With matters of etiquette, such as which hand to use for the fork, or matters of personal preference, such as which wrist to use for one's watch, I don't think "Why?" questions are intellectually substantial enough to be worth asking more than once or twice. But philosophical and scientific questions are intellectually much more substantial, much deeper. There it makes excellent sense to keep asking "Why?" questions for as long as those questions remain well-posed....more

Response by Stephen Maitzen on August 29, 2019

I think that you and those you see as your opponents may simply be talking past each other. You define consciousness so that being conscious logically guarantees being aware of your surroundings. In arguments about external-world skepticism, consciousness has traditionally been given a weaker definition, a definition that doesn't logically guarantee being aware of your surroundings. In the classic evil demon scenario, your conscious mental states are caused by the evil demon and not by your surroundings (not even indirectly)....more

Response by Stephen Maitzen on August 27, 2019

No, it doesn't follow. Compare: If an evil demon were thoroughly deceiving me right now about my surroundings, then my current perceptual experience would -- unbeknownst to me -- be unreliable. But the truth of that conditional doesn't imply that my current perceptual experience is -- unbeknownst to me -- unreliable. Likewise, if zombies are possible, and if they claim that they have conscious experience, then it follows that claiming to have conscious experience doesn't imply having conscious experience. But we knew that already.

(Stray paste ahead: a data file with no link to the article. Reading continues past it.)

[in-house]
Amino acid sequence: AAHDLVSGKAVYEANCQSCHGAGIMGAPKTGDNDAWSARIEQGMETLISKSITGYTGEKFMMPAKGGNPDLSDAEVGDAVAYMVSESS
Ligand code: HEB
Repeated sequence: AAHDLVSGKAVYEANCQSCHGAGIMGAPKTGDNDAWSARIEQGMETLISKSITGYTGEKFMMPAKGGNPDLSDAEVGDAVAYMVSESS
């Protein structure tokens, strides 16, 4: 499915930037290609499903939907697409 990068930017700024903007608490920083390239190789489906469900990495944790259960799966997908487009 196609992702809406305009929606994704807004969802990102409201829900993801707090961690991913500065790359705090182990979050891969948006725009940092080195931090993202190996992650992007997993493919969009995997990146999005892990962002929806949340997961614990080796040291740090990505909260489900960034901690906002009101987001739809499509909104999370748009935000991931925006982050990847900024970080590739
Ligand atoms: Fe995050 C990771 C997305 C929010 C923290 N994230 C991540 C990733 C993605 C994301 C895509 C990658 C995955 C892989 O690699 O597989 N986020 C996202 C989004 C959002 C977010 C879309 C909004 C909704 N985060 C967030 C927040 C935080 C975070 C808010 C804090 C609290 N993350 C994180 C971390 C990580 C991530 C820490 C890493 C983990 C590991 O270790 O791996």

Response by Joe Rachiele on August 27, 2019

Fascinating questions.

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Hi! I have two questions that are related. So, instead of making two different entries, i will try to sum up everything now. My first question is regarding love: Can someone love something/someone that is perfect? If so, Is it meaningful? When i ask myself this i think in love as a desition, as a judgment, as a promise. Something that "requires discipline, concentration, patience, faith, and the overcoming of narcissism. It isn't a feeling, it is a practice.” (Fromm, 1957). With this in mind, i see perfection as something imposible to love because it is easy to accept it. If love is practice, then you cant love anything and anyone that doesnt require patience and discipline. I think in the start of a relationship, when everything is perfect and the world is in colour pink, that feeling wouldnt be called love. But at the same time, i find myself thinking in people that care about others, people that listen and are willing to help. Selfless people. Do they love? So, besides the question of loving someone perfect, Can someone love a stranger?Or Can someone love an acquaintance? My second question its related to the first one because it implies the same concept of love but doesnt revolves around a romantic relationship: Who can be consider as a friend? If love is a fundamental part of friendship the it requires it hard work. Should i consider highschool friends as "friends"? Or anyone who i havent kept in touch with but i had have a amazing relationship in the past. But also coworkers or classmates, people who i can connect with and have a great time but no necessarily choose to be with. We just are in the same time at the same place. Our relation is mediated by an activity or an institution. Well, i hope i was clear. Moreover, i hope someone can answer this or at least give me some reading recommendations. Thanks for your time!